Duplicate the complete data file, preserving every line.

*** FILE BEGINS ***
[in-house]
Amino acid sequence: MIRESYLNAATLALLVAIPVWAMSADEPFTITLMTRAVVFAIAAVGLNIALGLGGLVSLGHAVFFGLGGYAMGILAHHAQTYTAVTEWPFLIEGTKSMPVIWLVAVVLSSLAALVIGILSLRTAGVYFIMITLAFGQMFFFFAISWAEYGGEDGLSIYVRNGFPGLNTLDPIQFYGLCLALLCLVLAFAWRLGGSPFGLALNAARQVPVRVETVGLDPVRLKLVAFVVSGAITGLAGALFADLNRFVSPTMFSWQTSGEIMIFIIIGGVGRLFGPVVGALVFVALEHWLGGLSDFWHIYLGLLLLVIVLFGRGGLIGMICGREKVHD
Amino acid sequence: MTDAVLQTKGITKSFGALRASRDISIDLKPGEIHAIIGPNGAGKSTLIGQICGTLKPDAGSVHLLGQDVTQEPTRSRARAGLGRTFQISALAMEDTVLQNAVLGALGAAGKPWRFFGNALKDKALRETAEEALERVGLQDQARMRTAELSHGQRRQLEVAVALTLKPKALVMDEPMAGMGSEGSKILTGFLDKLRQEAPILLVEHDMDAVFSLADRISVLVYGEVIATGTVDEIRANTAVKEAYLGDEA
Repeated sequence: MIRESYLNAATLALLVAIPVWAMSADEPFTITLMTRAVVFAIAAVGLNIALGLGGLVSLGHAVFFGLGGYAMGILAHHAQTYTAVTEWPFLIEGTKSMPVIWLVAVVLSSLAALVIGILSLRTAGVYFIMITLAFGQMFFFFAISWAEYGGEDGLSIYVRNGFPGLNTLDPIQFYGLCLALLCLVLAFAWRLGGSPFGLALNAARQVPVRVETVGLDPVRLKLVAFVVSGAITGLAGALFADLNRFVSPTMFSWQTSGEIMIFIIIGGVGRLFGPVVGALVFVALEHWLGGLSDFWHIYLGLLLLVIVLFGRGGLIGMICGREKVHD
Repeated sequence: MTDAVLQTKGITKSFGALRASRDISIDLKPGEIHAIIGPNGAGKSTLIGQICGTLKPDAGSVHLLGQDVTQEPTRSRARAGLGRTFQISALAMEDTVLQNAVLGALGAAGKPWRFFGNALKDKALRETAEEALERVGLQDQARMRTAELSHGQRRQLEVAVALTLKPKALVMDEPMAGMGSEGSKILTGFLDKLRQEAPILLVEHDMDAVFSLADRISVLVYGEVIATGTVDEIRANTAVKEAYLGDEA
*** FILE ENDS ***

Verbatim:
[in-house]
Amino acid sequence: MIRESYLNAATLALLVAIPVWAMSADEPFTITLMTRAVVFAIAAVGLNIALGLGGLVSLGHAVFFGLGGYAMGILAHHAQTYTAVTEWPFLIEGTKSMPVIWLVAVVLSSLAALVIGILSLRTAGVYFIMITLAFGQMFFFFAISWAEYGGEDGLSIYVRNGFPGLNTLDPIQFYGLCLALLCLVLAFAWRLGGSPFGLALNAARQVPVRVETVGLDPVRLKLVAFVVSGAITGLAGALFADLNRFVSPTMFSWQTSGEIMIFIIIGGVGRLFGPVVGALVFVALEHWLGGLSDFWHIYLGLLLLVIVLFGRGGLIGMICGREKVHD
Amino acid sequence: MTDAVLQTKGITKSFGALRASRDISIDLKPGEIHAIIGPNGAGKSTLIGQICGTLKPDAGSVHLLGQDVTQEPTRSRARAGLGRTFQISALAMEDTVLQNAVLGALGAAGKPWRFFGNALKDKALRETAEEALERVGLQDQARMRTAELSHGQRRQLEVAVALTLKPKALVMDEPMAGMGSEGSKILTGFLDKLRQEAPILLVEHDMDAVFSLADRISVLVYGEVIATGTVDEIRANTAVKEAYLGDEA
Repeated sequence: MIRESYLNAATLALLVAIPVWAMSADEPFTITLMTRAVVFAIAAVGLNIALGLGGLVSLGHAVFFGLGGYAMGILAHHAQTYTAVTEWPFLIEGTKSMPVIWLVAVVLSSLAALVIGILSLRTAGVYFIMITLAFGQMFFFFAISWAEYGGEDGLSIYVRNGFPGLNTLDPIQFYGLCLALLCLVLAFAWRLGGSPFGLALNAARQVPVRVETVGLDPVRLKLVAFVVSGAITGLAGALFADLNRFVSPTMFSWQTSGEIMIFIIIGGVGRLFGPVVGALVFVALEHWLGGLSDFWHIYLGLLLLVIVLFGRGGLIGMICGREKVHD
Repeated sequence: MTDAVLQTKGITKSFGALRASRDISIDLKPGEIHAIIGPNGAGKSTLIGQICGTLKPDAGSVHLLGQDVTQEPTRSRARAGLGRTFQISALAMEDTVLQNAVLGALGAAGKPWRFFGNALKDKALRETAEEALERVGLQDQARMRTAELSHGQRRQLEVAVALTLKPKALVMDEPMAGMGSEGSKILTGFLDKLRQEAPILLVEHDMDAVFSLADRISVLVYGEVIATGTVDEIRANTAVKEAYLGDEA